The large wooden gates are closed at the Gonzales hydroelectric dam. They hold back approximately 15 feet of water that spill into the turban pits that churn out an electrical current when in use. Now, the pits are mostly dry, except for large leaks that still pour water into the voids, though the steady stream is nothing that workers feel worried with.
It's a fascinating feeling, knowing that so much water is held back on one side of you and the sheer power that falls over the spillway in front of you and down the other side, a steep drop until reaching the river channel again. The old cranks and turbine house look like aqua catacombs, dripping and damp and held together by an aging brick and concrete skeleton.
Local proprietor Ken Morrow was on hand to scurry down the steep stairway to the waters edge to showcase the structure. He was brought on board by Thomas Brothers Hydro, who are the contractors working on the project. As he puts it, he was hired to be some of the necessary labor to back their engineering prowess.
He is joined by Robert Miller, who worked here in the city's electric department for over three decades. Miller knows just about everything associated with the dam, even the water level in the generator house during the Flood of 1998. He pointed to his forehead when asked how far it rose.
It's Miller's mind that motivated Hoke Thomas to bring him back out of retirement for a spell to help with the project. Thomas is a kind Georgia gentleman who owns the company doing the restoration of the dam, and he speaks in a proper Southern accent that you can tell just stepped out of a peach farm.
He also carries around an old pair of boots he purchased here in 1982. That's the last time the dam was rehabilitated — by his company no less — and Thomas was happy to dote on the boots' resilience as well as this quaint community.
The man knows a good pair of boots as well as he knows a good old dam. And this one, which was built in the 1920s, is the type of structure he specializes in. Thomas has repaired dams all over the world and has returned here to get this one up and running again after the Gonzales city council authorized it earlier this year.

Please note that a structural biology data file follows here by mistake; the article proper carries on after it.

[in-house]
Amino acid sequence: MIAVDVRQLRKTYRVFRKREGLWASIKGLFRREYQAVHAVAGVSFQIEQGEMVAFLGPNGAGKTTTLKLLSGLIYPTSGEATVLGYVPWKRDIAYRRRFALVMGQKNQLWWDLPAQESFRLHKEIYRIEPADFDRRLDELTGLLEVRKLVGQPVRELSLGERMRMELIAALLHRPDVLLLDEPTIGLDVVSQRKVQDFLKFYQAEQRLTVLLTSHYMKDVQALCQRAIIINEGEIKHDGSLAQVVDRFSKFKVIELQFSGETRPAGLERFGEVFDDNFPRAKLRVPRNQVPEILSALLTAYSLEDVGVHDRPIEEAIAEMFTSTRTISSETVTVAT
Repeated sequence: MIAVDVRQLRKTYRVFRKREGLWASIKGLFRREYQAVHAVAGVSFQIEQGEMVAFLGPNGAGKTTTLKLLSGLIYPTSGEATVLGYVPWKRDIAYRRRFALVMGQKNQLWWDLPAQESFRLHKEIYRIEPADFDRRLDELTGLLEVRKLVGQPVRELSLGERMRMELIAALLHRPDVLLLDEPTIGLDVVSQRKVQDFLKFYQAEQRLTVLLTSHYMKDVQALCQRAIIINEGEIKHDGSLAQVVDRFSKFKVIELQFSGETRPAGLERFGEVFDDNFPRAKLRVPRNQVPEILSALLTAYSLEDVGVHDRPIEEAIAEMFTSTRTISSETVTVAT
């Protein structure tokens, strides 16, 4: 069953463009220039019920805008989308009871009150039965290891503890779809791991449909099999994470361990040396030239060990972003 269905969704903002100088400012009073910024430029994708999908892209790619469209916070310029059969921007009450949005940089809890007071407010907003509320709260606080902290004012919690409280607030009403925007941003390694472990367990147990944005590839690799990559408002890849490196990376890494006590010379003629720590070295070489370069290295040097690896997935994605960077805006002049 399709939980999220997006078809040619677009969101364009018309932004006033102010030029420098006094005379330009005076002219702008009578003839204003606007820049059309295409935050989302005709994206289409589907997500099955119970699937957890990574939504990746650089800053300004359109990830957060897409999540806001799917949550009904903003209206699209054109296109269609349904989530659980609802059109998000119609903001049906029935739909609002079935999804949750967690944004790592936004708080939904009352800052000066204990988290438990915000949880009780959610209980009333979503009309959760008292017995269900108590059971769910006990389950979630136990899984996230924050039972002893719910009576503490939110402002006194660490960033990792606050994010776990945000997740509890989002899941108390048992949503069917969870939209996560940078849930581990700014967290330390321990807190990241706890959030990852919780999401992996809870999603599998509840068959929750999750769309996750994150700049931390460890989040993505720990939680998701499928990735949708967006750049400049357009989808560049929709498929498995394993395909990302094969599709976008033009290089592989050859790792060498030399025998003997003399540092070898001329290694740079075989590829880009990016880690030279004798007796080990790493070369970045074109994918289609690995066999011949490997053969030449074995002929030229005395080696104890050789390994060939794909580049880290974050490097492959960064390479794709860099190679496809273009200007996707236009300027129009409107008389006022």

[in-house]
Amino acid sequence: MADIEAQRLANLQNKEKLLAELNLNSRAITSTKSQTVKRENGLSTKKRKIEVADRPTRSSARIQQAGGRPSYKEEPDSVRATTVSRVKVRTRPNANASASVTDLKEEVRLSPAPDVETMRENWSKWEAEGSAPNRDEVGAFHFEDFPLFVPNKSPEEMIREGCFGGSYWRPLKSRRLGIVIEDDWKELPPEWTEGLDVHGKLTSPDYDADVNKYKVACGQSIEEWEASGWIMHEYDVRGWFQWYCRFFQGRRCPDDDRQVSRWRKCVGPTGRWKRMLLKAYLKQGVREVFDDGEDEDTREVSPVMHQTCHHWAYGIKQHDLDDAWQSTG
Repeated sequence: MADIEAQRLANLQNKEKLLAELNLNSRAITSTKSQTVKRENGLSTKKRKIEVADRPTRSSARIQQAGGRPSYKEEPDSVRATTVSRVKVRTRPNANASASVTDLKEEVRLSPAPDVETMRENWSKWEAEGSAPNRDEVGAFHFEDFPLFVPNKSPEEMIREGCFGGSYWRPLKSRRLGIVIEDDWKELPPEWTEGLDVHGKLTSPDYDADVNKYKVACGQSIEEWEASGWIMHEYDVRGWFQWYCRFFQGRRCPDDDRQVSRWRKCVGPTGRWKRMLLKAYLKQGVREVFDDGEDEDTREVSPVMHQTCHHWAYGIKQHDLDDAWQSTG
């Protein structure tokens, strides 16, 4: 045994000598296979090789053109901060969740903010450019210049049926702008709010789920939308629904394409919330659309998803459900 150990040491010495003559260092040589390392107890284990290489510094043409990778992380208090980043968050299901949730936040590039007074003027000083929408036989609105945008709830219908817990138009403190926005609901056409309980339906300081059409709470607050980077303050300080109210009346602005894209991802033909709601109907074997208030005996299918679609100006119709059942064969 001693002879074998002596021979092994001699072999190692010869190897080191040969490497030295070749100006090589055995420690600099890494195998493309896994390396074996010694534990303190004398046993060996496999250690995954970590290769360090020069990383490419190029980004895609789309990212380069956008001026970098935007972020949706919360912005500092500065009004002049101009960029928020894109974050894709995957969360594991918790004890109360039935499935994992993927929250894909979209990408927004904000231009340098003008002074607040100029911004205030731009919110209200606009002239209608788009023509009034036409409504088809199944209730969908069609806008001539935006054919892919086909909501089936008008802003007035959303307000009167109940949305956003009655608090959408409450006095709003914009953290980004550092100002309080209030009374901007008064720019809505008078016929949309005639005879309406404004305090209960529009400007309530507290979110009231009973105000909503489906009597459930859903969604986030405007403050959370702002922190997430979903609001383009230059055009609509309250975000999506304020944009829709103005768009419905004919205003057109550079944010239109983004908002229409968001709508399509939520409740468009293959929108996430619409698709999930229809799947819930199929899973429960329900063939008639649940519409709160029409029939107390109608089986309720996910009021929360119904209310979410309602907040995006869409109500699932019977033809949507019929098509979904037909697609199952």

The project has been in the works for a while, as city officials decided that something needed to be done, by either fixing it or throwing in the towel. Come to find out, tearing the dam down would have been much more expensive — and required environmental studies — so city council voted to fix it for far less money. The result will be an electrical-generating unit that can add back to the city's grid and pay for itself over time.
Council approved a $1.7 million certificate of obligation in April 2017 to fund repairs. In September, council heard that repairs to the dam would not exceed $986,498. Work was also authorized to shore up the shoreline around the dam, reconstruct its damaged foundation, and install new water intake pumps for the city's water supply at a cost of $642,352.
Morrow is impressed by the “green” technology at work in the dam, which he said was so far ahead of its time when built. He explained that they could have simply purchased new generators, but the output would hardly be noticeable to simply rebuilding the units. The technology has held up solidly over time, since the days of the Roman Empire, he said.
Thomas explained that the gear boxes — housed in heavy metal boxes and bathed in gear oil — will be hoisted out of the dam and sent to his Georgia facility for repairs. Plus, the generators will be re-wound. When they return next year, each generator will pump out approximately 300kw of power, which translates into lighting 1,000 homes or so.
Unfortunately, the dam requires a city electrical grid to feed into in order to work, so using it as a backup in case of a nuclear apocalypse won't work. But having just a bit of renewable energy to power up Gonzales should make even the nascent environmentalist happy.
As for Thomas' next project, he has a dam in North Carolina to fix before he calls it a career.